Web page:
Horticulture is a Cinderella industry that rarely features in the ambitions of the average 16-year-old as a career option, even though their generation cares passionately about the environment and the future of the planet.
The challenges are well known. We need to attract more high-achieving 16-year-olds to the sector while continuing to recruit adults and career changers, and provide worthwhile employment for those with the wide range of abilities
and interests that this wonderful industry attracts and supports.
The Government is developing a new “gold-standard” qualification called the T levels. The horticulture T level will be available from September 2023 and is being designed to attract the brightest 16-year-olds to the sector and develop their skills and knowledge so they can enter employment when they are 18, or go on to further study.
It will focus on innovative technologies, core knowledge and vocational skills, and will involve at least nine weeks’ work experience. The two-year qualification will be equivalent to three A levels and will attract UCAS (Universities & Colleges Admissions Service) points. It will replace many of the level 3 qualifications that confuse employers and students alike.
This is a timely initiative. A survey of 70,000 recent graduates showed that at least 20% are financially worse off as a result of their studies than they would have been had they taken further education, done an apprenticeship or gone straight into employment. Horticulture needs T level graduates because many of its vacancies and hard-to-fill positions are at the skilled/technician level, not degree and postgraduate level.
March’s Budget confirmed the Government’s commitment to put further-education colleges back at the heart of local communities and at the centre of its skills strategy by investing £4bn in them. This is over and above the significant commitments already made to funding T level development and will ensure their skills revolution leads, not follows, changes in working practices driven by new technology and innovation.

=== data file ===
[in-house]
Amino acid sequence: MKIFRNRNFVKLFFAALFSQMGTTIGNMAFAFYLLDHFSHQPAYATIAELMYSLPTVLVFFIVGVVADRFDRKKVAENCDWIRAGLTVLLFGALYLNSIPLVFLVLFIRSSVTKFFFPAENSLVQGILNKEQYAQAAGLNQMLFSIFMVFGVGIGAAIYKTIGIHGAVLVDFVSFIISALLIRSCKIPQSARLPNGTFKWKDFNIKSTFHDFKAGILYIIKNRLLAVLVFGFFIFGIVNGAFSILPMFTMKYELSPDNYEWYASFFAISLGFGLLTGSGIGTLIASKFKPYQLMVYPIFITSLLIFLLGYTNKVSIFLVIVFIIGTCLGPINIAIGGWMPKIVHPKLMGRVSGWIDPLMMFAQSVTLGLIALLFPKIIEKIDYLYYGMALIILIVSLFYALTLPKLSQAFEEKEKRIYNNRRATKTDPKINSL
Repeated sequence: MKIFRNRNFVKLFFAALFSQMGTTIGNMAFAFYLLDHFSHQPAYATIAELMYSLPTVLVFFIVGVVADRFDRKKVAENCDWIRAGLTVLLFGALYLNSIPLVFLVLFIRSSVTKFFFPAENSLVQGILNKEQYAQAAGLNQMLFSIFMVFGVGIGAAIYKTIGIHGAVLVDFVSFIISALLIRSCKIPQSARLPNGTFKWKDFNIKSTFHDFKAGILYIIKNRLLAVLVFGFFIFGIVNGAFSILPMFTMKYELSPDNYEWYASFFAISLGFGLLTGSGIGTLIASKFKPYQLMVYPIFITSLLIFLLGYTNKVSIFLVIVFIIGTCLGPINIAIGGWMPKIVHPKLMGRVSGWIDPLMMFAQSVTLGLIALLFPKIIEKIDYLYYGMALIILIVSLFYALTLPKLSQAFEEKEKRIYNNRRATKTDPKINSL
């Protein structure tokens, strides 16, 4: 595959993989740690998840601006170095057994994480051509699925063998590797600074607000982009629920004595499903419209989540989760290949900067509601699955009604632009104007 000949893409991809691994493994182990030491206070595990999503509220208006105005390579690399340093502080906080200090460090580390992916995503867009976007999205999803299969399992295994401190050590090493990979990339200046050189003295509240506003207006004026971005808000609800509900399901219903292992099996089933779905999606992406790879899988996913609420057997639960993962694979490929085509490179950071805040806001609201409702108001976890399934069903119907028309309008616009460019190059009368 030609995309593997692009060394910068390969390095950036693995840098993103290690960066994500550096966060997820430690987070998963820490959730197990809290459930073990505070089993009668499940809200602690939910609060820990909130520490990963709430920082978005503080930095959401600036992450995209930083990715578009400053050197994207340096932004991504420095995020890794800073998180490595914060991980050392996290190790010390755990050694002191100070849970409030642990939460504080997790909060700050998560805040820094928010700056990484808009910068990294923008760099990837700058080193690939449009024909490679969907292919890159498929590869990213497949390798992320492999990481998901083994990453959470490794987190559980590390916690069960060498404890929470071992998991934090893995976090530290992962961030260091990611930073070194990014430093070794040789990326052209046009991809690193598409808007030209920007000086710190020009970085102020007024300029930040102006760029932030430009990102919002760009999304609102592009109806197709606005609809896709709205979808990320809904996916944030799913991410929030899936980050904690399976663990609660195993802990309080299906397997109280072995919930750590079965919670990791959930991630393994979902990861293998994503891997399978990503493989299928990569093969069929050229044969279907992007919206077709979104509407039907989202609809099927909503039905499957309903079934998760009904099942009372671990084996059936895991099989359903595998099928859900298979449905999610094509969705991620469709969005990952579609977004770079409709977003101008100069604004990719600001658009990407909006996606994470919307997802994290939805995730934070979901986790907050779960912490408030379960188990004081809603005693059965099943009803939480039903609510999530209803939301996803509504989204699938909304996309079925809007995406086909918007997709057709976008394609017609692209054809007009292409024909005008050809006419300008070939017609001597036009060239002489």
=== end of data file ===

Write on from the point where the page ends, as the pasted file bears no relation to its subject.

When he was mayor of London, Boris Johnson supported further-education colleges. Capel Manor developed a specialist role focused on cost-effectively meeting the land-based education and training needs of Greater London. Since becoming prime minister, Johnson has reaffirmed the importance of further education by saying: “It is a great thing that 50% of our kids should have the ambition to go to university, but it is equally important that other kids acquire the skills they need that can be just as valuable, and it is vital we invest in further education and skills.”
The biggest problem areas for horticulture include diversity — from salad growers to arborists, heritage gardening and landscaping/garden design. The sector is made up of a myriad of sole traders and small and medium-sized enterprises. Employer groups represent their members, not the sector as a whole, and often no one speaks for the small horticulturists who define the sector. No-one outside the sector really understands what horticulture is and the average 16-year-old school pupil does not know enough about it to consider it as a career.